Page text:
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 Clap When You Land
by Elizabeth Acevedo

Eagerly anticipating her father’s annual summer visit to the Dominican Republic, Camino Rios arrives at the airport ready to welcome him. Instead, she’s met by a mass of people in tears. At the same time in New York, the high school principal summons Yahaira Rios to the administrative office where her mother delivers the devastating news: her father has died in a plane crash. In an instant, the lives of two young women are forever changed — first by unimaginable tragedy and then by a shocking revelation. Camino and Yahaira are sisters, separated their entire lives by thousands of miles and their father’s secrets.

From Elizabeth Acevedo, author of The Poet X, this 2020 Goodreads Choice Award-Winning novel-in-verse is a poignant story of grief and forgiveness as two sisters, who have each lost the most important person to them, find each other in the wreckage.

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 Beach Read
by Emily Henry

Romance author January Andrews has lost all faith in “Happily Ever After.” The unexpected loss of her father was bad enough, but when his secret affair comes to light after his passing, she’s absolutely crushed. Her parents’ perfect relationship — the relationship she’s idolized and tried to emulate her entire life — has been a lie. Then, her boyfriend of seven years breaks up with her, and if January wasn’t convinced already that happy endings are fictional, she certainly is now.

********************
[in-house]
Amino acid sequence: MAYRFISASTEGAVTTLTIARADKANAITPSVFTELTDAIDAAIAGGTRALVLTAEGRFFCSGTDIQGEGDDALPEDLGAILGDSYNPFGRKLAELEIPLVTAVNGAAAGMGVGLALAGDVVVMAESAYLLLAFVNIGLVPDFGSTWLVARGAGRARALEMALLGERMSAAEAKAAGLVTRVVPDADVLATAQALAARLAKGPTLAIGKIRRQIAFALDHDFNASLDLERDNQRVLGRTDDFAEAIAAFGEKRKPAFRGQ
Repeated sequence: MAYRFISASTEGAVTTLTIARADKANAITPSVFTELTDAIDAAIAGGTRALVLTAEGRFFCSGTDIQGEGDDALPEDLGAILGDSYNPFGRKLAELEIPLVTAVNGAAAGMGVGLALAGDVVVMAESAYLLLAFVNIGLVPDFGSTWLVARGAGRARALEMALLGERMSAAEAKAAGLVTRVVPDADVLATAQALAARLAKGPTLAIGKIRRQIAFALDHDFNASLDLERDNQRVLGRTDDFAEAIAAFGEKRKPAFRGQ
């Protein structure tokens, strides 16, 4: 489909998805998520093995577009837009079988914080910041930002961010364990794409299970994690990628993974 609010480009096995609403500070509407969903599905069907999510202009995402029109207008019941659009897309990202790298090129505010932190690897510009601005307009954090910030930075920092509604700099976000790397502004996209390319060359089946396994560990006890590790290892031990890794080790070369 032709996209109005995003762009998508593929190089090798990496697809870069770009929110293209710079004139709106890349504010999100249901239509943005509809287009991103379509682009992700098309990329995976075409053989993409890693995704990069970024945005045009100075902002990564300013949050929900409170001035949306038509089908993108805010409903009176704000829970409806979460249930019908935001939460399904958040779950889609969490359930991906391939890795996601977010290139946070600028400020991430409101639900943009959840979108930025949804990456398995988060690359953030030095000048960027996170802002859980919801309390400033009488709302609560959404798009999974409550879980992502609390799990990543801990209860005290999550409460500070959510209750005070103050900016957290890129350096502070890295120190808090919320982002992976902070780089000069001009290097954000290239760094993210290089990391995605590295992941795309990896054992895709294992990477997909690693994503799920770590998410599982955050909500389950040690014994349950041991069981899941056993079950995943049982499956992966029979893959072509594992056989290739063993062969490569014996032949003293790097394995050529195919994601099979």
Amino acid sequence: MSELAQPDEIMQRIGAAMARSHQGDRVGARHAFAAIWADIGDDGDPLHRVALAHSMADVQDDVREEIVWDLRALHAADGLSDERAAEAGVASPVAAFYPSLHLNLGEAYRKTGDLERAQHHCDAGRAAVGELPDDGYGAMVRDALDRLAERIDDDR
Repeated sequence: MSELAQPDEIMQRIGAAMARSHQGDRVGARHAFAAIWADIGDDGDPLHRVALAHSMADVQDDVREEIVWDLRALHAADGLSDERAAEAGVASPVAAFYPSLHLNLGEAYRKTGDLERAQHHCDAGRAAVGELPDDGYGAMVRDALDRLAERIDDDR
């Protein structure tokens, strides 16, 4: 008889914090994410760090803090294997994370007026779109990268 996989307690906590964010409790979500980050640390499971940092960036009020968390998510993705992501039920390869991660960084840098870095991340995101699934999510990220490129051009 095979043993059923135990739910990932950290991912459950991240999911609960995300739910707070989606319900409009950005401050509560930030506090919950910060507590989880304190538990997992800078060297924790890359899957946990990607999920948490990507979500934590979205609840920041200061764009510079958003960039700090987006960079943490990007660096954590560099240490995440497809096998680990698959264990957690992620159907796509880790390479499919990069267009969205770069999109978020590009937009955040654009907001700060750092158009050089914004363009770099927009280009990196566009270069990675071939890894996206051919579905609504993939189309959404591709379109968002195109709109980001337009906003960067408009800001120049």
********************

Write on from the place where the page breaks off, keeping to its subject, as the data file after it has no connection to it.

It isn’t just her belief in “Happily Ever After” that’s been compromised; her career is in jeopardy as well. January’s broke and if she can’t produce another novel soon, she’ll have to move back in with her mother. So, she sequesters herself to the house off Lake Michigan that she inherited from her father, figuring she can crank out a halfway decent manuscript while preparing to put the place on the market. Her plans are complicated, however, by the presence of her brooding neighbor/former college rival, Augustus Everett. But maybe, a friendly wager between writers and confronting her father’s infidelity will help January finally write the kind of ending she’s been looking for. (Read our review here.)